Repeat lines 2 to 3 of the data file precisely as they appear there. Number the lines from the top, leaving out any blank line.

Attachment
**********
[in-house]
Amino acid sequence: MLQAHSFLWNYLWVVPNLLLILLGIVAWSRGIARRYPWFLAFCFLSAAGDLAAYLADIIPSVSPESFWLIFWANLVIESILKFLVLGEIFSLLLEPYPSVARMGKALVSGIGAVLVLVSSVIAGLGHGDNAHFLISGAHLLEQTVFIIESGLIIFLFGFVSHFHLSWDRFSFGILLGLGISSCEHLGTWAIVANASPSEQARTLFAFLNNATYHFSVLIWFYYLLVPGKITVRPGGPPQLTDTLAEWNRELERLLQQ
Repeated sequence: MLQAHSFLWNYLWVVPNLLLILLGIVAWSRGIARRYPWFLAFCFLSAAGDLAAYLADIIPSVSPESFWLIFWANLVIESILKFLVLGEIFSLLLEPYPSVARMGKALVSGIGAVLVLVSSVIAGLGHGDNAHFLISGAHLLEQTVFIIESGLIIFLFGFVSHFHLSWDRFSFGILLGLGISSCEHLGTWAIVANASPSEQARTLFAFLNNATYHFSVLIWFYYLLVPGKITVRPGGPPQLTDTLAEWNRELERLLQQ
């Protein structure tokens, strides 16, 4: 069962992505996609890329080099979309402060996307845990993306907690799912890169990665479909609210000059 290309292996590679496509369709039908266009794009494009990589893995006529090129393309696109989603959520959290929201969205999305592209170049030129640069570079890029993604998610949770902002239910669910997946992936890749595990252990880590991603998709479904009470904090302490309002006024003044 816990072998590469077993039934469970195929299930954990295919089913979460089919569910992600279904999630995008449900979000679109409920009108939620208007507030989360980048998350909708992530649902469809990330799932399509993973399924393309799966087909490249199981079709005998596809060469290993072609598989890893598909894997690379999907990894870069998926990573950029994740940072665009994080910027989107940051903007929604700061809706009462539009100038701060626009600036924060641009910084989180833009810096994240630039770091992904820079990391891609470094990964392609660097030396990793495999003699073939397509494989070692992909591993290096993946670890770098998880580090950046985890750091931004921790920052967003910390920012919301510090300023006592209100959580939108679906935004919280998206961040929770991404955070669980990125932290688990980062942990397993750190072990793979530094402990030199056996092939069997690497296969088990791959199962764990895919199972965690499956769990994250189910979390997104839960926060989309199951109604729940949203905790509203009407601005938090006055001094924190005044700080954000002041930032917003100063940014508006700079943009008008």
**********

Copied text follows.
Amino acid sequence: MLQAHSFLWNYLWVVPNLLLILLGIVAWSRGIARRYPWFLAFCFLSAAGDLAAYLADIIPSVSPESFWLIFWANLVIESILKFLVLGEIFSLLLEPYPSVARMGKALVSGIGAVLVLVSSVIAGLGHGDNAHFLISGAHLLEQTVFIIESGLIIFLFGFVSHFHLSWDRFSFGILLGLGISSCEHLGTWAIVANASPSEQARTLFAFLNNATYHFSVLIWFYYLLVPGKITVRPGGPPQLTDTLAEWNRELERLLQQ
Repeated sequence: MLQAHSFLWNYLWVVPNLLLILLGIVAWSRGIARRYPWFLAFCFLSAAGDLAAYLADIIPSVSPESFWLIFWANLVIESILKFLVLGEIFSLLLEPYPSVARMGKALVSGIGAVLVLVSSVIAGLGHGDNAHFLISGAHLLEQTVFIIESGLIIFLFGFVSHFHLSWDRFSFGILLGLGISSCEHLGTWAIVANASPSEQARTLFAFLNNATYHFSVLIWFYYLLVPGKITVRPGGPPQLTDTLAEWNRELERLLQQ